Submit Your Paper to an SPE Journal
SPE journals give you the opportunity to share new ideas with your colleagues in the industry and beyond. SPE’s peer-review process provides invaluable constructive feedback from experts in your field, allowing you to make a good paper even better!
We welcome both conference papers and papers submitted directly for review. Here are answers to some of the most common questions about navigating our submissions process; you can also download a PDF with instructions for submitting your paper to SPE’s online peer-review site.
Which SPE journal is most appropriate for my paper?
SPE has seven journals covering a wide range of disciplines. Take a look at our Journal Coverage Areas to see which journal will be the best fit for your paper.
Is my paper a good candidate for peer review?
SPE’s high standards can make peer review a rigorous process for an author. Our technical reviewers will evaluate the extent to which your paper meets our criteria for publication and provide constructive feedback on how the paper could be improved. You may be asked to revise your paper and resubmit it for further review. To be accepted for publication in a journal, a paper must meet the following criteria:
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- Originality / Innovation +
- If your material has been published before or is currently being reviewed by another organization, it is not eligible for peer review.
- Authors must be able to transfer copyright of the published article to SPE if the paper is accepted for publication.
- It should present new knowledge or technology, or analyze previously known facts in a new way.
- A review paper is appropriate if it finds connections between previously unrelated facts or commonality between previously uncompiled facts and results, or makes deductions that give the reader substantiated guidance on the accuracy and applicability of the reviewed analyses.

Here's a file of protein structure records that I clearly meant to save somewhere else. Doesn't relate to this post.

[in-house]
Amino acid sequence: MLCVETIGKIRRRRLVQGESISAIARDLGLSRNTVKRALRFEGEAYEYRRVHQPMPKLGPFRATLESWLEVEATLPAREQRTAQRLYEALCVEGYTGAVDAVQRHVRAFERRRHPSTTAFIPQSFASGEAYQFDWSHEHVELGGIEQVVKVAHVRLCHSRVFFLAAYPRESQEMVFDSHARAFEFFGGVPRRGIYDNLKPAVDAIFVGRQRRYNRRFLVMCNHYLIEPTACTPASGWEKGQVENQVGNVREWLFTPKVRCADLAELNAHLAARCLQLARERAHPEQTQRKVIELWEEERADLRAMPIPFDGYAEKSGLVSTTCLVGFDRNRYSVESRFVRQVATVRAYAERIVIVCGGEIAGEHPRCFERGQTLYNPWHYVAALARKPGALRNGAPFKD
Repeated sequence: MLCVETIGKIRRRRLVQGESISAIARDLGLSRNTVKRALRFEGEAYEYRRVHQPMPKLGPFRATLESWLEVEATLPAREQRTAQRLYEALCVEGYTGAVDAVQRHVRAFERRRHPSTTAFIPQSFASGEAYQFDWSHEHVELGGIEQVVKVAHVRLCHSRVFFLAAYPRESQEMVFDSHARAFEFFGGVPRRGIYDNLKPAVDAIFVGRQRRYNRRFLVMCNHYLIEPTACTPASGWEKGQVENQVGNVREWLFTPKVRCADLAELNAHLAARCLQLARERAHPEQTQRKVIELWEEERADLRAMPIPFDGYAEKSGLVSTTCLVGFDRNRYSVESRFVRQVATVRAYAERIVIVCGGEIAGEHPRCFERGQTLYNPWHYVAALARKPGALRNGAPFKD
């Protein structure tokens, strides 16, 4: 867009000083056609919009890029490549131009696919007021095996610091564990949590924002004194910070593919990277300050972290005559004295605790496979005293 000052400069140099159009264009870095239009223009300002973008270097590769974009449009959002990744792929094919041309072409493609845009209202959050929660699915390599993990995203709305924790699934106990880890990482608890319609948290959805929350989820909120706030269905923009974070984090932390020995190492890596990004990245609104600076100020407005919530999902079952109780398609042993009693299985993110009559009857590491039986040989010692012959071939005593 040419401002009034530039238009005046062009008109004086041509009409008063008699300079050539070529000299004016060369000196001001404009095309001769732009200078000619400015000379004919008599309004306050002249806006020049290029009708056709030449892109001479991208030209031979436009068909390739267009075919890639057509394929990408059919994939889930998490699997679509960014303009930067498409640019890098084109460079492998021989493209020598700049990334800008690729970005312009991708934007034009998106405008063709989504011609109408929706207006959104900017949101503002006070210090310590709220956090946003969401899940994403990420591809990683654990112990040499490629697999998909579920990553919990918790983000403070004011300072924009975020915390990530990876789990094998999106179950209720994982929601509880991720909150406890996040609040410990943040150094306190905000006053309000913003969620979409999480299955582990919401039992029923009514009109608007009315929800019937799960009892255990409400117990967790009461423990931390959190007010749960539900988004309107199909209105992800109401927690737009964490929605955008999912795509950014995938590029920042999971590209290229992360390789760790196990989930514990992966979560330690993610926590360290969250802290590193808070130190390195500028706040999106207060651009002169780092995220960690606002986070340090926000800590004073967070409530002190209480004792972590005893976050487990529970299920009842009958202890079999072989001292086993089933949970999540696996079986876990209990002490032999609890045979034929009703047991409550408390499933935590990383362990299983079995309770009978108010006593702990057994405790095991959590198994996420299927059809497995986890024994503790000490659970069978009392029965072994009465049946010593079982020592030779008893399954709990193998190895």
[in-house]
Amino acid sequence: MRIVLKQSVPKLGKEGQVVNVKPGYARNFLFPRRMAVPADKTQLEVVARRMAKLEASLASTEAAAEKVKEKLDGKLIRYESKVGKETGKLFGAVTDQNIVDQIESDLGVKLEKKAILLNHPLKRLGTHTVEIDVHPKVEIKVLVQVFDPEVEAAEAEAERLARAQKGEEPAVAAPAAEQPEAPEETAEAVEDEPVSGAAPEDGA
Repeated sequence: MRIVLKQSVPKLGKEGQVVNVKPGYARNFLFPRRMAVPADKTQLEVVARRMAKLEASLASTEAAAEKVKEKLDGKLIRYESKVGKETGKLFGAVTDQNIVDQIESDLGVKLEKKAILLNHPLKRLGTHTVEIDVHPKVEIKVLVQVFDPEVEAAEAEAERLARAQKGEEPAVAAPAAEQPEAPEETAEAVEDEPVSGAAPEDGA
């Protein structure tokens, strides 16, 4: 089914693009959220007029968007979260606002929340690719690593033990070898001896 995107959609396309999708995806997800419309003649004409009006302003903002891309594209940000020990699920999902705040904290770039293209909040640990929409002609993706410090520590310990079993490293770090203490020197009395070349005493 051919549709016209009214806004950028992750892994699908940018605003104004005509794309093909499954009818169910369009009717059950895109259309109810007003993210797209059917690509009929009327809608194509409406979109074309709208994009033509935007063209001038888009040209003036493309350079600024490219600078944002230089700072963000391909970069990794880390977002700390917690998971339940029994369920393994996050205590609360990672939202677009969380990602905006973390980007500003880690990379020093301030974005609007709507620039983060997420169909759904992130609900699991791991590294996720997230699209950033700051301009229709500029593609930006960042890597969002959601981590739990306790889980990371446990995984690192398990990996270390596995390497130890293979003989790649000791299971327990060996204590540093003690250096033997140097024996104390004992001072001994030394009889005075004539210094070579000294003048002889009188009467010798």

- Relevance +
- The paper is relevant to the technical scope of the journal and to the professional interests and activities of its audience.
- Ideally it should present knowledge or technology that has the potential to help readers in their professional work as practicing engineers.
- Technical Detail +
- It should be logically sound, and it should give sufficient detail to allow the reader to replicate the work it describes and to assess its applicability to other environments.
- The research design, methods, and analyses are adequately defined and clearly described, well-integrated, well-reasoned, and appropriate to the aims of the project.
- Statistical tests are appropriate and the assumptions underlying the use of statistics are fulfilled by the data.
- The statistics are reported correctly and appropriately.
- Presentation and Documentation +
- It should present clearly and concisely in SPE’s standard format all relevant data and information to support the conclusions and to indicate their limitations.
- The text is well written and easy to follow.
- The introduction builds a logical case and context for the problem statement.
- The problem statement is clear and well-articulated.
- Tables, graphs, and figures are used effectively and agree with the text.
- The amount of data presented is sufficient and appropriate.
- Results are presented effectively; the interpretations of the results are appropriate and the conclusions accurate.
- The conclusions are clearly stated and follow from the design, methods, and results; the justification of conclusions is well articulated.
- The study limitations are discussed.
- Statistical differences are distinguished from meaningful differences.
- Practical significance or theoretical implications are discussed.
- Reference citations are complete, accurate, and up to date. The number of references is appropriate, and their selection is judicious.
- If the authors are not native English speakers, they have had the manuscript reviewed by an English-speaking colleague for accuracy of grammar and usage.
- Professional Conduct +
- Substantial portions of the data or study should not have been published previously.
- There are no instances of plagiarism—the ideas and materials of others are correctly attributed.
- There are no commercial references.